Woman Made Gallery is located in the Pilsen neighborhood of Chicago and has several exhibitions per year that feature art from female and nonbinary artists. Each exhibition has a poignant theme that deals with women’s issues. This non-profit gallery gives all artists, whether beginners or experts, a platform to share their artwork and stories. Learn more here!
What inspired you to start Woman Made Gallery?
We opened in 1992, so in 2022 we celebrated our 30 year anniversary. I went back to school at Northeastern Illinois University when I was 44 years old to take art classes. I took classes in feminist art and saw exhibitions of art that addressed women’s issues. The school had no formal art gallery space, so when it came time for me to display my senior project, a friend and I rented a studio space to show our work. My senior showcase was a huge success, and women started reaching out asking if they could use our studio space to showcase their own art. We sent out a call for art, and our first exhibition got a write-up in a local paper. More and more people got involved, and we grew into a vibrant community.
What kind of art and artists do you feature?
We have 7-10 shows each year and the exhibitions address social issues that affect women, like immigration, the environment, war and peace, domestic violence, and motherhood. Some artists have pieces already created that fit the topic, and some create a piece for the exhibition. Our art is from women and nonbinary artists. Our upcoming show opens on January 28th and is called “Roe 2.0” in response to the Supreme Court’s decision to overturn Roe v. Wade. In addition to art, there will be stories about women’s experiences with abortion. During the pandemic, we figured out how to do virtual exhibitions and we do some virtual ones still. We have a virtual exhibition coming up in the spring about mental health.
What else do you provide besides a place for artists to display their pieces?
Before the pandemic, we had poetry readings that corresponded to the exhibition topic. The readers would address the topics in their spoken words. We haven’t been able to bring that back yet, but we intend to soon. Each exhibition also has a workshop to go along with it. For the upcoming “Roe 2.0” show, we have a healing workshop for people to talk about birth and abortion in a safe space. Our workshops are free to the public. It’s liberating for many women to see art on the walls and participate in workshops that are about topics that impact them, it shows that they aren’t alone. It’s not easy for artists to find a commercial space that is willing to showcase art that deals with difficult issues like these, and it’s amazing that we can do that.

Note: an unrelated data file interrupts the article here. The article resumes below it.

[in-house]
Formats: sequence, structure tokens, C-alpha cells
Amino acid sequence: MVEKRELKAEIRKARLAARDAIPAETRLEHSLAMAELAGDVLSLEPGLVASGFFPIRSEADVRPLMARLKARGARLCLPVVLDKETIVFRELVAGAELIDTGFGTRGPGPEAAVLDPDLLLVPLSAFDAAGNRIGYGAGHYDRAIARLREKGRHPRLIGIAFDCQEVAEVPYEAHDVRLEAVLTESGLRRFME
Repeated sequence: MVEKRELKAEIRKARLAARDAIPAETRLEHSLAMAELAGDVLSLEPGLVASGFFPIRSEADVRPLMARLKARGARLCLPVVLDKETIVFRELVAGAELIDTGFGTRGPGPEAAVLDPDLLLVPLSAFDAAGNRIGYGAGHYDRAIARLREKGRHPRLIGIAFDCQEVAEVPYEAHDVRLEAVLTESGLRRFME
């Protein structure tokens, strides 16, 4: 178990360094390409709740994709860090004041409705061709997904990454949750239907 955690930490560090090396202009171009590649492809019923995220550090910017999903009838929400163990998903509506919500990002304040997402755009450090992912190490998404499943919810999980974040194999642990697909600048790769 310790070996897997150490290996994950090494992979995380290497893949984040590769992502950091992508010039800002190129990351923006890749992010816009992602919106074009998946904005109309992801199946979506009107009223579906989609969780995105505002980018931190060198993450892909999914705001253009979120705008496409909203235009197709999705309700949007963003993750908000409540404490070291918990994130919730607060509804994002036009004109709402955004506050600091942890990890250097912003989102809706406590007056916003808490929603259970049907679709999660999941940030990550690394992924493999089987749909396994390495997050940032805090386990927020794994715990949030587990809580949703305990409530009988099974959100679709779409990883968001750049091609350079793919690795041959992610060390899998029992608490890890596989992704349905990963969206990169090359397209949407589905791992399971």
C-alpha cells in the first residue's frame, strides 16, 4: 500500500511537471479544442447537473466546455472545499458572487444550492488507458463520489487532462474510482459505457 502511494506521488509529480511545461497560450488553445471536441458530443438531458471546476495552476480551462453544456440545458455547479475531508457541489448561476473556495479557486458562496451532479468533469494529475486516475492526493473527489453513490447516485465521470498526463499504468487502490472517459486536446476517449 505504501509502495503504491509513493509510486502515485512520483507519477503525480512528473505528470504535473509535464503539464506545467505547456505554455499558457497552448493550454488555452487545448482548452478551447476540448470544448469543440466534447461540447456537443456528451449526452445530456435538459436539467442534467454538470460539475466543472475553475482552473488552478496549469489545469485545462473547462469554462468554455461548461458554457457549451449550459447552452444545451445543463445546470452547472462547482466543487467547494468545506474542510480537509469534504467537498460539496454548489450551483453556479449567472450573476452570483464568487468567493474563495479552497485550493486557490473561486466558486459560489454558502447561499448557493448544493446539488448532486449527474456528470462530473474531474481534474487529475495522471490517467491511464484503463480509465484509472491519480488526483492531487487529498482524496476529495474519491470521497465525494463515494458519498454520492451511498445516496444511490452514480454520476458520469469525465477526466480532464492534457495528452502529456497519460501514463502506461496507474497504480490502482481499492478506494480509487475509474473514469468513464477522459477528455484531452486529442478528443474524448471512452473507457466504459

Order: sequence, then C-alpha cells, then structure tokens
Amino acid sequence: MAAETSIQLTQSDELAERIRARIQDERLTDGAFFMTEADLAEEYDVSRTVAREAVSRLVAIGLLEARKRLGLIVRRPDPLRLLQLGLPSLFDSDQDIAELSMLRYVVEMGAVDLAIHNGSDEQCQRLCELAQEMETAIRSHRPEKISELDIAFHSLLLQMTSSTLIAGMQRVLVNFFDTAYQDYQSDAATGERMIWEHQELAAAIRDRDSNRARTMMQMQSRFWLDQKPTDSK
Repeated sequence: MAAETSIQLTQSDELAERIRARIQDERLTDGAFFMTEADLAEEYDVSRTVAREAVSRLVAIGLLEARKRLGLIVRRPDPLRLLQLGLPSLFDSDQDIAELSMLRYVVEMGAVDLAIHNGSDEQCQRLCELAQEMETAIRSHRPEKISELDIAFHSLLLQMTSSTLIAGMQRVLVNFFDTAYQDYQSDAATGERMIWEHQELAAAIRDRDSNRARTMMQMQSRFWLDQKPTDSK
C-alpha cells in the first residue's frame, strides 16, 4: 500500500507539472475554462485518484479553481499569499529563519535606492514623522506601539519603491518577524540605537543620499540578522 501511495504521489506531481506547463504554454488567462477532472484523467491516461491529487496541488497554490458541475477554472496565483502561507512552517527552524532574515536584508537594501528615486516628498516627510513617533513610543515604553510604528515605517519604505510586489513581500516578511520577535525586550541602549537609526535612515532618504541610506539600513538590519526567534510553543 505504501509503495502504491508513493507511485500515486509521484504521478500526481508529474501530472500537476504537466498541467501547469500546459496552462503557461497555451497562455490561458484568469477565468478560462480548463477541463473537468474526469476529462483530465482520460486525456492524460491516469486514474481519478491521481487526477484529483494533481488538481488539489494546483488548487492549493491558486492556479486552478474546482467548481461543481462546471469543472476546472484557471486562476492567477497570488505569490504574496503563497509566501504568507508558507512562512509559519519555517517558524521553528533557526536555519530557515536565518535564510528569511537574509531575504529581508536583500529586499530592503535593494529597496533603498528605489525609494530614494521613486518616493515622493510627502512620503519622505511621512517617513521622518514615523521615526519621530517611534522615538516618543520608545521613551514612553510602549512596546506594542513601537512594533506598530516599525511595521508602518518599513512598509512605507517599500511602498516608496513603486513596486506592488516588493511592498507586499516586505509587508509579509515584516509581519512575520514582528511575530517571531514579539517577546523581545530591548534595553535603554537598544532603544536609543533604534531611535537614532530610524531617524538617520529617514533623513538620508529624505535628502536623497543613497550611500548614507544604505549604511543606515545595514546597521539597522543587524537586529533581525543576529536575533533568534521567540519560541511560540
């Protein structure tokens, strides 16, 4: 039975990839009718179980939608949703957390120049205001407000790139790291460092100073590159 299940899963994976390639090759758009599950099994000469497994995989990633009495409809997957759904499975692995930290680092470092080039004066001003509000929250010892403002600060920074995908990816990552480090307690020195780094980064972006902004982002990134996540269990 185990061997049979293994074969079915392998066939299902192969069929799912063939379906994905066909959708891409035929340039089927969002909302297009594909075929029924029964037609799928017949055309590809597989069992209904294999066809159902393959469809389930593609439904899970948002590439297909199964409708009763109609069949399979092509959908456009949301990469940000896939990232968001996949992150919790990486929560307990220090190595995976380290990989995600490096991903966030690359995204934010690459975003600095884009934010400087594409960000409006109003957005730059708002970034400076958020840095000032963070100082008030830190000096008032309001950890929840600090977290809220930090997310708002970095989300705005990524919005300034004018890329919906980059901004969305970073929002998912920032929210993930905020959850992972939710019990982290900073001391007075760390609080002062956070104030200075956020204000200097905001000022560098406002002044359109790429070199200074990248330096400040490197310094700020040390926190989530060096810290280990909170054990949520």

What has been the best part of starting the Woman Made Gallery?
I love hearing the responses from people who have showcased with us, performed with us, been at our workshops, or volunteered with us. We are a stepping stone for new and emerging artists to have their work shown in a professional setting, many for the first time. Our artists learn the essentials like how to price their work, ship their work, and write an artist statement. Since 1992, we have shown works from more than 9,000 women and nonbinary artists from all levels of their careers in over 450 exhibitions. We are really proud of those achievements and it wouldn’t be possible without our volunteers, board members, staff, donors, artists, and curators. It takes more than a village to get this done, but it’s all a labor of love.